*These suggestions come from a North American pastor; in other cultural contexts, variations on practices will exist. See below for comments from around the world.
On a cold wintry night in the middle of February around a decade ago, I arranged five chairs at the table for our committee meeting. One person came in looking wretched; she blew her nose and sneezed through the whole meeting. I felt like moving my chair away, but I didn’t want to be rude. At the end of the meeting she said, “I thought about not coming because I’ve got this terrible cold, but it was difficult to schedule this meeting.”
I got very sick two days later and so did someone else who was there. We both had to take time off work.
I wished that the sick woman had phoned or emailed, saying, “I have a bad cold, do you still want me to come?” We could have made the decision together. Instead, we weren’t given an option; we didn’t consent to taking that health risk.
How do we create safe and healthy spaces together? Many churches think about safety in relation to sexual abuse, and have worked on safe space policies in that context. What does safe space mean in the light of COVID-19?
When government-mandated, physical-distancing sanctions ease, and churches start meeting in person again, our communities will need to negotiate boundaries about health. We won’t know who has had a vaccine, and who has not, or what people’s underlying health conditions might be. We won’t know who wants to maintain physical distancing.
With their existing safe space policies, some churches have cultivated a “consent culture” about physical contact. Instead of assuming everyone wants a hug, you can ask before you touch people. Being asked and giving permission means that everyone feels respected and safe.
How can respect and careful communication help us negotiate each other’s boundaries around health?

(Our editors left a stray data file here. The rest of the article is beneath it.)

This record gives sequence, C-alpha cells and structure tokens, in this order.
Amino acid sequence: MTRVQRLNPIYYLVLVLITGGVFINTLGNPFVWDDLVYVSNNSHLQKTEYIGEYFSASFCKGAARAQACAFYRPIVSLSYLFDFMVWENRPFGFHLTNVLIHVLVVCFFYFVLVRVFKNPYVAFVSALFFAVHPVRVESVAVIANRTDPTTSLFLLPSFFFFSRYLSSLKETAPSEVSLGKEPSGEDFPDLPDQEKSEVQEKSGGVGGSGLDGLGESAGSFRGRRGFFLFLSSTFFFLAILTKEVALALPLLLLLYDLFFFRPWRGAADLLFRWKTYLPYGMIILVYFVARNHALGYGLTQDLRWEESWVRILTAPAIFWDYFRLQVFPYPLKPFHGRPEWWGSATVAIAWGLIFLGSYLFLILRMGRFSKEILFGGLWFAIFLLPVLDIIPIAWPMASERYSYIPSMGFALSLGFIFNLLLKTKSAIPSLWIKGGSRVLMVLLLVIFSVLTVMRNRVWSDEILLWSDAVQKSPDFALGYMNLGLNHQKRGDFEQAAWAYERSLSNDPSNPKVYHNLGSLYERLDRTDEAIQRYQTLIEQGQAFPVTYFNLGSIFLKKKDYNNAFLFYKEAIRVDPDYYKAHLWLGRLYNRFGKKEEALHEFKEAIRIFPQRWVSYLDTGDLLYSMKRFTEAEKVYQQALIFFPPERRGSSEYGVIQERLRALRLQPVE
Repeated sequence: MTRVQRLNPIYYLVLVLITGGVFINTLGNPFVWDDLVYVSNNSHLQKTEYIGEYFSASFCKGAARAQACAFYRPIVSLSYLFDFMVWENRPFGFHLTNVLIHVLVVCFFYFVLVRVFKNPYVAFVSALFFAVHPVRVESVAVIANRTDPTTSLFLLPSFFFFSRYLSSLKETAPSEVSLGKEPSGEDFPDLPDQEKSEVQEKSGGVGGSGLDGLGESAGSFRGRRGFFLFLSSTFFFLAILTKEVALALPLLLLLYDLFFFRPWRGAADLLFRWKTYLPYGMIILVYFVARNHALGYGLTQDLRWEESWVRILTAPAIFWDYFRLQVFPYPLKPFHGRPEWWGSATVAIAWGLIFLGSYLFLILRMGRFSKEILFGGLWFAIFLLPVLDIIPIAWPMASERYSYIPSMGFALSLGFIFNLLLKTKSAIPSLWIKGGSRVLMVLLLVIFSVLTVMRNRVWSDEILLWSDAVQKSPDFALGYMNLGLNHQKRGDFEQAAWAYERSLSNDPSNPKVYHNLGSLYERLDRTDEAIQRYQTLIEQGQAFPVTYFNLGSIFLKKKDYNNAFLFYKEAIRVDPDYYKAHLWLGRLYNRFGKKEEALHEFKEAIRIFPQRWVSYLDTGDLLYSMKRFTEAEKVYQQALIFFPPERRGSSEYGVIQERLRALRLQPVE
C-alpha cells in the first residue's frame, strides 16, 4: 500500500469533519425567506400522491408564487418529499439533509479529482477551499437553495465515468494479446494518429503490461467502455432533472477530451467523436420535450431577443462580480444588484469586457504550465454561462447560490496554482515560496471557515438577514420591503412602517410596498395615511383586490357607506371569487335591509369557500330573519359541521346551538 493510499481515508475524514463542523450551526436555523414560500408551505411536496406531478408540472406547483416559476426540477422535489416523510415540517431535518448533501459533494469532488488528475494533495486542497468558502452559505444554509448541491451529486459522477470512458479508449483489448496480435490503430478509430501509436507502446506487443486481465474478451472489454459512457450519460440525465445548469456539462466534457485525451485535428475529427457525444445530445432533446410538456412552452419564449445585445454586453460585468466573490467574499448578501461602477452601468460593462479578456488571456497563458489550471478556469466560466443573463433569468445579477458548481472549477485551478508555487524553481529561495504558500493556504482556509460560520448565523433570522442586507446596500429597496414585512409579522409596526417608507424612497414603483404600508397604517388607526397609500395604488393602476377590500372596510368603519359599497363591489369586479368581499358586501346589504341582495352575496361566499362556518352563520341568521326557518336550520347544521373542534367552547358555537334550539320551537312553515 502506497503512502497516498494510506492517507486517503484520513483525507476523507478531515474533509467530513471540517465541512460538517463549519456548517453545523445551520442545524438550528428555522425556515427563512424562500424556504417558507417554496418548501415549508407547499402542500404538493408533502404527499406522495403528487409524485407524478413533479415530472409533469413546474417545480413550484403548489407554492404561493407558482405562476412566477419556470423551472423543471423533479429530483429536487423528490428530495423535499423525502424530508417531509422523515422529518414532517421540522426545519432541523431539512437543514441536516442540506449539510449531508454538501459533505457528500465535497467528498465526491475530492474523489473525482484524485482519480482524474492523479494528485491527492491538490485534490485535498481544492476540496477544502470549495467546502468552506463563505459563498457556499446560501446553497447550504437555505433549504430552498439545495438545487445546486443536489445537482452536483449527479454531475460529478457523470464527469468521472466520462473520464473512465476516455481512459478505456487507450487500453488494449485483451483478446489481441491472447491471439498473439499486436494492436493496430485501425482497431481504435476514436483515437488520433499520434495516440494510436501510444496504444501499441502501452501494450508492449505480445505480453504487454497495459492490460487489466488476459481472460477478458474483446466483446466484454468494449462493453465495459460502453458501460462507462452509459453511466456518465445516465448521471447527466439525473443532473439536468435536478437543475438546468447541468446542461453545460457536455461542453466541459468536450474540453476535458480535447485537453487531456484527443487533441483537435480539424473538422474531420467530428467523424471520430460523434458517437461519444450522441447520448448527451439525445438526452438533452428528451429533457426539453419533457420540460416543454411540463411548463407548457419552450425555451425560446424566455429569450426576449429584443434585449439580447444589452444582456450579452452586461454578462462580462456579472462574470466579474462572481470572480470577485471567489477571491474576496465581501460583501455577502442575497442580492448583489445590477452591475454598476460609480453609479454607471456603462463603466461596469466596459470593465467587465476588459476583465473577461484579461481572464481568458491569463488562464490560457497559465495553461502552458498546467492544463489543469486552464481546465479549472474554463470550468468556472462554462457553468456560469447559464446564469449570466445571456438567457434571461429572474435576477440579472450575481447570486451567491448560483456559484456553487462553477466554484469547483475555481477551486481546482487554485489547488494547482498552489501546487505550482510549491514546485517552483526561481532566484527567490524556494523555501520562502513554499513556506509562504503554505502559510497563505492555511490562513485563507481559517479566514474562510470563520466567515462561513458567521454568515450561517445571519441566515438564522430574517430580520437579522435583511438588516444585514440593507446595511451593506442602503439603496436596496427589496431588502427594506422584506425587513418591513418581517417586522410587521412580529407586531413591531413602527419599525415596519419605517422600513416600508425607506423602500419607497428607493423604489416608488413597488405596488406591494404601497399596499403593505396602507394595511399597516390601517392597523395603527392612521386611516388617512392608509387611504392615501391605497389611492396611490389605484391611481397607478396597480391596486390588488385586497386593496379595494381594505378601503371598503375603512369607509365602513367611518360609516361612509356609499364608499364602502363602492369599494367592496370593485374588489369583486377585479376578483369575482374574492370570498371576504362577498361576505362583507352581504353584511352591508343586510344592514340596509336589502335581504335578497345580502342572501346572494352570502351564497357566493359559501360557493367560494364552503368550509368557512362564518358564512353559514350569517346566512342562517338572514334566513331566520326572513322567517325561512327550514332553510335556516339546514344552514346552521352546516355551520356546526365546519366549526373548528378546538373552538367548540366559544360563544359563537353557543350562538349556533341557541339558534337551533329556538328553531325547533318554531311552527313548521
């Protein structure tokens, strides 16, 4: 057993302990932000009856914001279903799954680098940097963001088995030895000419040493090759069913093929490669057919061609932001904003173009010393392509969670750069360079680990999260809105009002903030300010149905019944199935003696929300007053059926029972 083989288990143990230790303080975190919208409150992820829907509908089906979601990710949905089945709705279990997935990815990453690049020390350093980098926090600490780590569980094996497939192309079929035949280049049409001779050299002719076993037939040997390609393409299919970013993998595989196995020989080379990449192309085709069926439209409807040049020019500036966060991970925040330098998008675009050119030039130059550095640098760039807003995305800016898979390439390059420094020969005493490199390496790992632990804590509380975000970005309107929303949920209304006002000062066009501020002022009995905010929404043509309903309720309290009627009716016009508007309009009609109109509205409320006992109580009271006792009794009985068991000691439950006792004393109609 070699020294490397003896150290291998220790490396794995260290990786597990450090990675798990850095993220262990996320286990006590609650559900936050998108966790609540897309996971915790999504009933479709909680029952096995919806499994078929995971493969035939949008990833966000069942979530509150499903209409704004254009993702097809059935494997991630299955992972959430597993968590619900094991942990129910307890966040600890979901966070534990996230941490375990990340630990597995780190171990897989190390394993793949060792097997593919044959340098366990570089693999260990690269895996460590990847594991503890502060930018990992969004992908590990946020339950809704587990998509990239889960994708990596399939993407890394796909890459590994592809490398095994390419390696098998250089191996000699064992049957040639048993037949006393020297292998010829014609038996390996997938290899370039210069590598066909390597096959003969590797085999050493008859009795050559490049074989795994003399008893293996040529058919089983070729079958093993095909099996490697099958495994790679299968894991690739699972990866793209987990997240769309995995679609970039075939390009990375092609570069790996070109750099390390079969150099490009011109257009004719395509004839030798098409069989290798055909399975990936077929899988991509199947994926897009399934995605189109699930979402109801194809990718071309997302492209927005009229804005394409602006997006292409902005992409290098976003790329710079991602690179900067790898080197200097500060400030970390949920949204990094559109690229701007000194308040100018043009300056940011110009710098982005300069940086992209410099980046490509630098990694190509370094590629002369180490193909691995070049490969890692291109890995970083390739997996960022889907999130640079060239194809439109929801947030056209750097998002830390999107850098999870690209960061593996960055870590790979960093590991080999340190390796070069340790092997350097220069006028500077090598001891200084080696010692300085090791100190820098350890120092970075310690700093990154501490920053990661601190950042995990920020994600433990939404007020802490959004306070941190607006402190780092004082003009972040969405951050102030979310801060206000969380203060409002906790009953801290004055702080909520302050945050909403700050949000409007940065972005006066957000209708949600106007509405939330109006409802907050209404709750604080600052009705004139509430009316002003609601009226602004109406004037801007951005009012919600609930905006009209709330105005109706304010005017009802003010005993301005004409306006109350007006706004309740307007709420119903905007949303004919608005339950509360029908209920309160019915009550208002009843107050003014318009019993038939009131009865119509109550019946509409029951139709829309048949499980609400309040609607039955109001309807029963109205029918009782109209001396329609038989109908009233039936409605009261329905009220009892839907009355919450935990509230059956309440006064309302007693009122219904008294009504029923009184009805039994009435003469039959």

In large group settings, the church may mandate rules: “Everyone must wear a mask when we worship together.”
But small group meetings and social gatherings can be awkward if we make assumptions.
Asking questions is important. “Are you physical distancing, or is a handshake good?” “Can we have this council meeting virtually, or would you prefer an in-person meeting?”
We can create a habit of checking-in before we meet, to gauge how we interact.
How we frame things matters. If I say, “Can I hug you?” it can be socially awkward to answer, “No, I don’t want a hug.” That’s why framing a question where all options are fine is a best practice: e.g., “Is shaking hands good, or would you prefer a hug?”
Consent culture is not about explaining why; it’s about respecting decisions.
If someone doesn’t want a hug, we don’t ask, “Why don’t you want a hug from me?” That would be intrusive.
Similarly, we should not expect people to divulge their health situation and choices. It’s intrusive to ask whether someone is vaccinated, or why they can’t or won’t.
If people want social distancing or masks, we should offer that with no judgement. We do not know why; we just comply out of respect.
Many people are tired and frustrated because of the pandemic, and want life to go back to normal. Others are living with ongoing health risks.
What does it mean to be the church in this pandemic reality? Unwillingly exposing others to our viruses will be a stumbling block, which not only endangers their health, it also means that the community doesn’t feel safe for them.
Creating safe spaces is part of being the church, and that includes cultivating a consent culture in which we ask good questions and go the extra mile to accommodate everyone.
Carol Penner teaches practical theology at Conrad Grebel University College, Waterloo, Ontario, Canada, and has a blog of worship resources at leadinginworship.com. This article originally appeared in Canadian Mennonite’s 24 May 2021 print issue.
|In Colombia, people take cues from each other’s body language. Perhaps the person who prefers more distance takes the initiative to establish it. For example, holding an outstretched hand in the form of a fist so that the greeting is by two outstretched hands touching knuckles.
—Pablo Stucky, MWC regional representative, Latin American – Andean region
In Southern Africa, people practise UBUNTU: Umuntu ngumuntu ngabantu (A person is a person because of other people). There was an outcry when we first learnt in 2020 that we should not shake hands, nor hug. But now, everybody is used to greeting from a distance or just touching elbows.
|“Everyone must take care of each other’s safety and comfort together so that the community atmosphere remains warm and mutually beneficial. In eastern culture which is very strong in manners, sometimes openness actually hurts and makes it uncomfortable. This pandemic has changed a lot of things and made people understand to keep their distance from each other and reduce touch without having to be indifferent to one another.
—Agus Mayanto, MWC regional representative, Southeast Asia